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AMERICAN.COM

A Magazine of Ideas

New Flight Rules Are a Heavy Load

Sunday, May 25, 2014

Requiring that pilots have more flight hours may seem like a sensible government action designed to protect us, but the reality is that it will destroy jobs, increase the cost of flying, and result in more people dying in transit.

Rarely does Congress pass legislation so irredeemably flawed that it simultaneously hurts producers and consumers while decreasing safety, but the FAA’s recent implementation of legislation requiring that all pilots have at least 1,500 hours of flight time before sitting in the cockpit of a commercial plane achieves that trifecta.

A provision in the 2010 legislation reauthorizing the Federal Aeronautics Administration increased the flight time requirements for pilots. Families of the 2009 Colgan Air crash in Buffalo, New York, advocated strongly for the provision.

While on a superficial level it may seem absurd to object to more pilot training, and taking exception to the well-meaning intentions of people who are advocating for changes for entirely noble reasons, it doesn’t change the fact that the rule will do little to improve airline safety. This is not a controversial statement — the FAA conceded as much in its original rule issuance: The accident analysis done by the Office of Accident Investigation and Prevention found that only 7 of the 31 accidents reviewed had pilots with less than 1,500 flight hours. In the incident that triggered the new restriction, both the pilot and first officer had more than 1,500 hours of flight time. In fact, in the three most recent major airline crashes both the pilot and first officer had more than 1,500 hours of flight time.

While few lives will be saved in the sky from this rule, it’s a good bet that more people will die because of it in cars.

While the benefits of mandating more training hours are negligible, the costs are anything but. By increasing the training requirements for new pilots, the FAA effectively boosted pilot pay, which was an ancillary goal of the regulation. It is truly unfortunate that new pilots live near penury — the average salary for a newly minted pilot is just $23,000, unchanged in real-dollar terms since the 1990s — but they’re paid that little because the finances of the regional airlines that employ them are typically quite precarious and because lots of people want to be pilots: while starting salaries aren’t much, the potential payoff down the road makes it a career worth trying for many (pilots who make captain at a major airline can earn more than $200,000). And it goes without saying that most people think it’s more fun to fly an airplane than sit at a desk.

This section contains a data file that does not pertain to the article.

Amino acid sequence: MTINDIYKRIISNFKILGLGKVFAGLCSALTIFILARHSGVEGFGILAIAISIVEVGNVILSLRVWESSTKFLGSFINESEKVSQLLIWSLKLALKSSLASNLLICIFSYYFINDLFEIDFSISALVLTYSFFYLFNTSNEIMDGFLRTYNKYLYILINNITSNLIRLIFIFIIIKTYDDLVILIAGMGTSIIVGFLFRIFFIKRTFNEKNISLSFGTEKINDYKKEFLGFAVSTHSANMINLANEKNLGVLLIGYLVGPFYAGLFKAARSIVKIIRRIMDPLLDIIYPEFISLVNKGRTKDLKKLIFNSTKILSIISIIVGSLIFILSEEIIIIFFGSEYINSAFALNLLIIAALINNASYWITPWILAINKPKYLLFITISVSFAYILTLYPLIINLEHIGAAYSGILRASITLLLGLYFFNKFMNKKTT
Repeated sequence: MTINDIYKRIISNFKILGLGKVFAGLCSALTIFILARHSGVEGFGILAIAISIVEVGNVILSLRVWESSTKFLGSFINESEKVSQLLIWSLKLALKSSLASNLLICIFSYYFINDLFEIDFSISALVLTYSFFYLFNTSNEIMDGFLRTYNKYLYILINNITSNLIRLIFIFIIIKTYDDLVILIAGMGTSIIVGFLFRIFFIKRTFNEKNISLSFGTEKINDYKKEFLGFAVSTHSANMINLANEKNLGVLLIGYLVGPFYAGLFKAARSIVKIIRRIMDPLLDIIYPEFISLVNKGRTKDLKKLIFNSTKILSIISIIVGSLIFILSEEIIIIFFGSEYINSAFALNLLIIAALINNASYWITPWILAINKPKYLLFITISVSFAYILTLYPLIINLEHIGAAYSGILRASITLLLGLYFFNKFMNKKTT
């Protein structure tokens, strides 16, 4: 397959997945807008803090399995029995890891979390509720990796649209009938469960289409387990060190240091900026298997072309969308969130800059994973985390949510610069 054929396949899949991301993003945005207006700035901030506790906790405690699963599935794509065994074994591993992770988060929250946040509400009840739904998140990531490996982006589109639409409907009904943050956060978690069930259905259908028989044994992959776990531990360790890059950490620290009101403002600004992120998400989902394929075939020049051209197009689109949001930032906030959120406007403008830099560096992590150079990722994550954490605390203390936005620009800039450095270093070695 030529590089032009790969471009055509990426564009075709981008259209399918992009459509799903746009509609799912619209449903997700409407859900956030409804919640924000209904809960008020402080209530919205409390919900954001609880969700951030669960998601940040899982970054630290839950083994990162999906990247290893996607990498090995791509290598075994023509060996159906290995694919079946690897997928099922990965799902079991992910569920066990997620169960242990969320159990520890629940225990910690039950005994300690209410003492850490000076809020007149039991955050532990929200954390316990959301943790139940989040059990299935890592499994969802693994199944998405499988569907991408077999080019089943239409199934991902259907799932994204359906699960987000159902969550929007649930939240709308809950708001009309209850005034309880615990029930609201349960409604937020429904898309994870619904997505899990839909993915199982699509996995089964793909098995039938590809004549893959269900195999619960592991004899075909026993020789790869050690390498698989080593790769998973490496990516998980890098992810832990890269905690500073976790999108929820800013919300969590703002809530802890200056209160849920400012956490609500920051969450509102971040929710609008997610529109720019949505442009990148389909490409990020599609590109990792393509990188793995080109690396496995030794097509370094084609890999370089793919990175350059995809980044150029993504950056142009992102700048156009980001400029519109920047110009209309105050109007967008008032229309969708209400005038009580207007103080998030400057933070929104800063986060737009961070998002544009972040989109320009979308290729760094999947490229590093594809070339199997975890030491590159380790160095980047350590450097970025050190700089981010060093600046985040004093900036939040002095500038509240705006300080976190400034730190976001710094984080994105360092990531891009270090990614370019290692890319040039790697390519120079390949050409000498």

The regulation essentially constricts the supply of new pilots by making it cost more to get a license, since 1,500 hours of flight time requires much more time spent in training. The regulation allows certain schools partial exemptions from the 1,500-hour rule — so schools that don’t receive this exemption can expect declining enrollment and may have trouble surviving, while those that do receive an exemption will be able to increase tuition. Higher training costs and fewer flight schools create yet another hurdle for future pilots.

With higher pilot pay resulting from the regulation, ticket prices have to go up as well — at least at the regional airlines that don’t go bankrupt because of this change, which is something else the FAA admitted would occur with greater frequency because of the rule. Florida-based Silver Airways recently became the third U.S. regional carrier, after Republic Airways and Great Lakes Aviation, to report significant service cuts because of the new FAA rule. One carrier described the situation as a “severe industry-wide pilot shortage.”

It’s not just regional airlines and the people in smaller communities whom they serve who are feeling the pinch. Fewer people getting on regional airlines means there are fewer people making their way to major hubs, so the large carriers are being affected too. United Continental recently announced that it would downsize its Cleveland hub by 36 percent because of the regulation, resulting in 1,800 employees losing their jobs. 

In the incident that triggered the new restriction, both the pilot and first officer had more than 1,500 hours of flight time.

While few lives will be saved in the sky from this rule, it’s a good bet that more people will die because of it — in cars. Higher ticket prices and fewer flights will result in more families driving to their destination rather than choosing the safer option of flying. However, highway deaths are something the FAA usually resists taking into account when doing its analysis.

Requiring that pilots have more flight hours may seem like a sensible government action designed to protect us, but the reality is that it will destroy jobs, increase the cost of flying, and result in more people dying in transit.

What happened in the Colgan Air crash was a tragedy, and we should examine how to prevent future crashes of this sort. But mandating more flight training hours does not address the proximate cause of the crash or make travel safer. Policymakers should consider all the costs and benefits of new government regulations.

Ike Brannon is a senior fellow at The George W. Bush Institute and president of Capital Policy Analytics, a consulting firm.

 
FURTHER READING: Mark J. Perry writes "The Cost of Air Travel in the U.S. has Been Remarkably Stable for the Last Decade, and 17% Cheaper than 20 years Ago."  Claude Barfield contributes "The First Carbon Trade War?" Jeffrey Eisenach advises "FCC Should Stop Being In-flight 'Nanny,'" and Timothy P. Carney asks, "Is 'Boeing's Bank' Heading for a Jumbo-jet Bubble?"

 

Image By Meg Bosse / Bergman Group